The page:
I have had a question for a while now, and I mull it over from time to time. Not really knowing what to do with it, I want to put it here and let other people play with it too. I suspect that this question may make a strong point about epistemology and knowledge in general, and I'm looking forward to feedback.
The motivation for my thinking is the current debate between quantum loop gravity and string theory, the details of which are not needed for this discussion (which is good, because I don't know them!). All that's needed is that we have two theories here that posit fundamentally different mechanisms of behavior for reality--two different and incompatible claims as to what is really going on--and yet our ability to measure is not sufficiently refined to choose which is the better theory. The way I originally had this explained to me (by a physicist working to advance string theory) is that the theory is a couple of decimal places ahead of what we can currently measure.
Now, I expect measurements will catch up with those theories eventually, but it makes me wonder about something. Suppose that we're far in the future, and we have much more refined instrumentation and technique for making measurements. In fact, we're very near being able to measure at the Planck scale, or if needed, something beyond that--a place where it becomes physically impossible, for whatever set of reasons, to make better measurements.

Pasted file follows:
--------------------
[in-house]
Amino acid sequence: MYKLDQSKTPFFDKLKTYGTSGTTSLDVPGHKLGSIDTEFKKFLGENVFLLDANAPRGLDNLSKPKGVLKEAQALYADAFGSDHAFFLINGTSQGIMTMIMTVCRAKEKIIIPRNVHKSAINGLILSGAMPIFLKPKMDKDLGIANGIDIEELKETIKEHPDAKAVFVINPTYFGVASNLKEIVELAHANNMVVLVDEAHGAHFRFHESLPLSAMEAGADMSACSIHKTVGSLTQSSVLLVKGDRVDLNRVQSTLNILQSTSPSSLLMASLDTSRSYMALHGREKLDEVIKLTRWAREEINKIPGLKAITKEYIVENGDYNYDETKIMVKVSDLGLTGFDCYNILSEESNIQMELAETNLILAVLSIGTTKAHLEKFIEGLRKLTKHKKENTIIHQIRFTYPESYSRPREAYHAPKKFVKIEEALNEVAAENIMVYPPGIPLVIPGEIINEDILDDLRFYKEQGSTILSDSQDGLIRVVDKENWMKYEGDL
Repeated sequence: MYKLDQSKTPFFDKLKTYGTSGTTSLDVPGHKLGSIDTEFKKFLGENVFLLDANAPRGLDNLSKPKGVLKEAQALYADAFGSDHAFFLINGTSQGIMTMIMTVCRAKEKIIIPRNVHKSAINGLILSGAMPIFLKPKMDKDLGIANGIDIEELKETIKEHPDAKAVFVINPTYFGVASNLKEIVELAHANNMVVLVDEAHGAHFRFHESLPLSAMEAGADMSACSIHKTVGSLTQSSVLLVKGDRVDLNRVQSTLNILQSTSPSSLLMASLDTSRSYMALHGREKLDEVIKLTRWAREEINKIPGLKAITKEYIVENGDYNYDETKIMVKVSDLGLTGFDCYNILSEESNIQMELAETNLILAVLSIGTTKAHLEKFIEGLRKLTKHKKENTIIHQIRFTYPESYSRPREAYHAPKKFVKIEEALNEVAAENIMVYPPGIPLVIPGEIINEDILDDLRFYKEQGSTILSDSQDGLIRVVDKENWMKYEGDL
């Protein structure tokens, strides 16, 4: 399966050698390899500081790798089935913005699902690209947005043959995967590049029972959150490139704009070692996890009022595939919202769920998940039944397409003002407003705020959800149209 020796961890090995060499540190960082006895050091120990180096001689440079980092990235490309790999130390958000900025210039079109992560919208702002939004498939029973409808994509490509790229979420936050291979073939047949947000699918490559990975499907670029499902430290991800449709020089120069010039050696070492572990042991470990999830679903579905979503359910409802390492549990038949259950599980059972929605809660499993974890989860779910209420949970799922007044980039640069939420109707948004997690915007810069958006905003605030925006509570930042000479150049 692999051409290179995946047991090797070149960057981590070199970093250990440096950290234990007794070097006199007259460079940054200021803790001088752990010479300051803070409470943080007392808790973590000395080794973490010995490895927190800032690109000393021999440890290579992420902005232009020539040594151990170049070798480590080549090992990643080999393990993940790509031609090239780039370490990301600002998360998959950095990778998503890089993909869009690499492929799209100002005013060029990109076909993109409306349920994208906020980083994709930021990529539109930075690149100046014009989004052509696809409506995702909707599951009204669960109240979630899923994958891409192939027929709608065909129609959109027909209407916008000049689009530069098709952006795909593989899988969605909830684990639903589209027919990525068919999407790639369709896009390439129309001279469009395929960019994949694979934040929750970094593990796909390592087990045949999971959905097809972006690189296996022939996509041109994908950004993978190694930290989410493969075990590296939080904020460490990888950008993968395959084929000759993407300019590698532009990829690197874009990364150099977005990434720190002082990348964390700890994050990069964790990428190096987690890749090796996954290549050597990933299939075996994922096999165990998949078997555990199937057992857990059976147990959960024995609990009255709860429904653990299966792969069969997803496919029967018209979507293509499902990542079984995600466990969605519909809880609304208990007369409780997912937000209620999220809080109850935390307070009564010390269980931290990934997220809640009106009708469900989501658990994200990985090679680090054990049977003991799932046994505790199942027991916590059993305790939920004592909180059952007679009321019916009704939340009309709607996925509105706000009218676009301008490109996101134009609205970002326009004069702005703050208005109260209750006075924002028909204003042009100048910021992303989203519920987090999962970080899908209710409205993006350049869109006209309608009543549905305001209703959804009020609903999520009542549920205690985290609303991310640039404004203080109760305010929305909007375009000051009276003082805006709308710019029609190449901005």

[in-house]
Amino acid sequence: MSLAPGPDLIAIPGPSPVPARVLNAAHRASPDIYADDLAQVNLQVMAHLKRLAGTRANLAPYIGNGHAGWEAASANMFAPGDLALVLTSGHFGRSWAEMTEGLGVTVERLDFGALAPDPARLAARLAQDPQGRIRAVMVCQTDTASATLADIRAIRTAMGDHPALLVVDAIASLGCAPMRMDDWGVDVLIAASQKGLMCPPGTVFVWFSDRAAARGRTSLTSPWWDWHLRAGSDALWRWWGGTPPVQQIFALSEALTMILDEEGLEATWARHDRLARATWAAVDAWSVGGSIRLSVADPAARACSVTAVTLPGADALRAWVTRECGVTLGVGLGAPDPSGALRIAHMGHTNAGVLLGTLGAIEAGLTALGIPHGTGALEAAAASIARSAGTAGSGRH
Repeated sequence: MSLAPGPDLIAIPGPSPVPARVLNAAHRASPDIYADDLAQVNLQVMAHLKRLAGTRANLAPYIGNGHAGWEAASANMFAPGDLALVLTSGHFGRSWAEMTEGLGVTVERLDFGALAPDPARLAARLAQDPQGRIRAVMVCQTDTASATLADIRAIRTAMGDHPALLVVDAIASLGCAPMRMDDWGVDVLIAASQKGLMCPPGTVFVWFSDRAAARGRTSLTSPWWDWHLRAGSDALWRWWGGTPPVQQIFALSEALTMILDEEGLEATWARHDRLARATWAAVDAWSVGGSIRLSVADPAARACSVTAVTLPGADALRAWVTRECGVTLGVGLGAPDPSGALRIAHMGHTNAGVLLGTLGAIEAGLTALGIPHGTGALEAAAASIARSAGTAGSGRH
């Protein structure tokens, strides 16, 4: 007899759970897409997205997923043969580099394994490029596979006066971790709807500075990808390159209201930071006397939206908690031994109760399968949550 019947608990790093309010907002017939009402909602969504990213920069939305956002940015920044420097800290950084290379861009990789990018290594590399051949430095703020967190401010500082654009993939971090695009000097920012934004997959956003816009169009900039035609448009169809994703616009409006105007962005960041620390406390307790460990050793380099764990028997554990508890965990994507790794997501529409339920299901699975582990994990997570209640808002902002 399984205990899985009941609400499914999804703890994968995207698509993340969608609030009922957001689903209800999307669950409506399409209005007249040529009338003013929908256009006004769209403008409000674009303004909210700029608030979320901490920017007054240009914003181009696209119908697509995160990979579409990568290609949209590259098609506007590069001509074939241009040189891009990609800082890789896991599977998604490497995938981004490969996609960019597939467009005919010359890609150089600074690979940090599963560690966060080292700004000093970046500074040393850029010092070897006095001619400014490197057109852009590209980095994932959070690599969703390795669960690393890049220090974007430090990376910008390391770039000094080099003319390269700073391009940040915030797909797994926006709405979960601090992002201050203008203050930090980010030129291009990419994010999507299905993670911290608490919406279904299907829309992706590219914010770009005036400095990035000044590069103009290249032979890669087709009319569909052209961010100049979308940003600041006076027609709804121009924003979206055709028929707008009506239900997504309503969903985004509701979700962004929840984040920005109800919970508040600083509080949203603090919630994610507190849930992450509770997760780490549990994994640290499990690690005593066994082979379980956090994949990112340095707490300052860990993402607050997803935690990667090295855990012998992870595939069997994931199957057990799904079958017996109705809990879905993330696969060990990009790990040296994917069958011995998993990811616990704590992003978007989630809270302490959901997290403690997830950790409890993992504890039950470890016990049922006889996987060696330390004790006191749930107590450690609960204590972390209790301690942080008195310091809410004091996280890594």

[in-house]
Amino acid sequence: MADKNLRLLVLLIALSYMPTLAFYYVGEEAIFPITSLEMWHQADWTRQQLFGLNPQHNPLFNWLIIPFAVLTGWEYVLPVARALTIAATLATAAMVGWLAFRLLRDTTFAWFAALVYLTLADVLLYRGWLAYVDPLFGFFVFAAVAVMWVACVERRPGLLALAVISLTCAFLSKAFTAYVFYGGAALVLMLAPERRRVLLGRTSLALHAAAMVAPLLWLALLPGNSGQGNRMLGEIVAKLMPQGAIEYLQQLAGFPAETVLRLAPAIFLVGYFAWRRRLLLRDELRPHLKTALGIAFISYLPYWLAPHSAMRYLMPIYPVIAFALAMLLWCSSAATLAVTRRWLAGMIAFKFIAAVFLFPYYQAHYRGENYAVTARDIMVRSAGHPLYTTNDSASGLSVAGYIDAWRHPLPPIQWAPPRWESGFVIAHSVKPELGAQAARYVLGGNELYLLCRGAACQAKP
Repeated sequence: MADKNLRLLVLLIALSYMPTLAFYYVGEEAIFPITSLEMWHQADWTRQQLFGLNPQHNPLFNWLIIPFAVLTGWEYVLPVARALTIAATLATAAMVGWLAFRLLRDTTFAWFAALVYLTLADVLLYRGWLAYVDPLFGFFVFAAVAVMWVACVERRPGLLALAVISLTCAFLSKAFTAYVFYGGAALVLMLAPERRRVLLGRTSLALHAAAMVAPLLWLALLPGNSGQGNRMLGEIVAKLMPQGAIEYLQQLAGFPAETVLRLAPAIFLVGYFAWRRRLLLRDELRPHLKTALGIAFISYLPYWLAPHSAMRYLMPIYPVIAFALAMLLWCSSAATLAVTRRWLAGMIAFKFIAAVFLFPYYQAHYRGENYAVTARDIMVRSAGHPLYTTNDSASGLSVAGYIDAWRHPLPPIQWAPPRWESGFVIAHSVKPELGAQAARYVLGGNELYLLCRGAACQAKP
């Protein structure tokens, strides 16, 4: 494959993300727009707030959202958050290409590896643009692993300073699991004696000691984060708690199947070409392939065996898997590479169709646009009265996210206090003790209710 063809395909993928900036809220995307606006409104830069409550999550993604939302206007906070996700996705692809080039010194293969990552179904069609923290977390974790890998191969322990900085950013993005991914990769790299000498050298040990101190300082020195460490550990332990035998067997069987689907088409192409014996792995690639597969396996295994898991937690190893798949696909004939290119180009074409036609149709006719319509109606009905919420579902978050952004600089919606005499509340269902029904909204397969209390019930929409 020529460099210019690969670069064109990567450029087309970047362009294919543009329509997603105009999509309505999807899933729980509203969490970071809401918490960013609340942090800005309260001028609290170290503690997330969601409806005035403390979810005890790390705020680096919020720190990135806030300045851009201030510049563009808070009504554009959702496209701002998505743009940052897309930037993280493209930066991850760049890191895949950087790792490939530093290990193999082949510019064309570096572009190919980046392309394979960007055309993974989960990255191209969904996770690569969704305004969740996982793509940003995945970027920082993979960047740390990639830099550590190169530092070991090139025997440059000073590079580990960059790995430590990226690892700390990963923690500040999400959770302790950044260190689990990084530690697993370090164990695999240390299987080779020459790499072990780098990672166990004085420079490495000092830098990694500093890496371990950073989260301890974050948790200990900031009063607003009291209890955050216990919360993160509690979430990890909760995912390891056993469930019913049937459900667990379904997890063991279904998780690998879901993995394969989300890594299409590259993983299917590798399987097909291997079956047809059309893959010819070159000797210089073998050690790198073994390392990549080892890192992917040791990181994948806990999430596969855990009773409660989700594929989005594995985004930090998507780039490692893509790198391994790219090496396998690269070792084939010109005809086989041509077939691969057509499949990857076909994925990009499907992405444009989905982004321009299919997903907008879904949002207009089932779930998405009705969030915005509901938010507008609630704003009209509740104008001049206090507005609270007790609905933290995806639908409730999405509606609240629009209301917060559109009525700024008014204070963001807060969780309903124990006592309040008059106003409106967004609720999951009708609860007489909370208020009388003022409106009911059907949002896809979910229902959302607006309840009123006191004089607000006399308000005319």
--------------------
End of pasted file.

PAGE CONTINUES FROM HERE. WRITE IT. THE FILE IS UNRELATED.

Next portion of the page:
Suppose, then, that we have two different and incompatible explanations of reality that make identical predictions down to this limit, perhaps even that could be resolved with a few more decimal places of accuracy in measurements (that we cannot have due to physical limitations). This is what I'm wondering about.
Is it conceivable that we could hit a place where our theories are able to make more accurate predictions than we can experimentally verify? More importantly, if so, could such theories actually be different and incompatible (or must there be some uniqueness requirement that prevents it)? Of key importance, does this, if such a limitation exists, present a strong argument that we have no basis upon which to claim that our theories actually describe reality?
Even if there is no real physical limitation for obtaining more accurate data, this problem may still exist in a softer sense. It is conceivable that our theoretical models will always be able to be at least a few decimal places of accuracy ahead of what we can measure, rendering a soft version of the same question.
Anyone that wants to play with it, in comments or otherwise, is strongly encouraged to do so.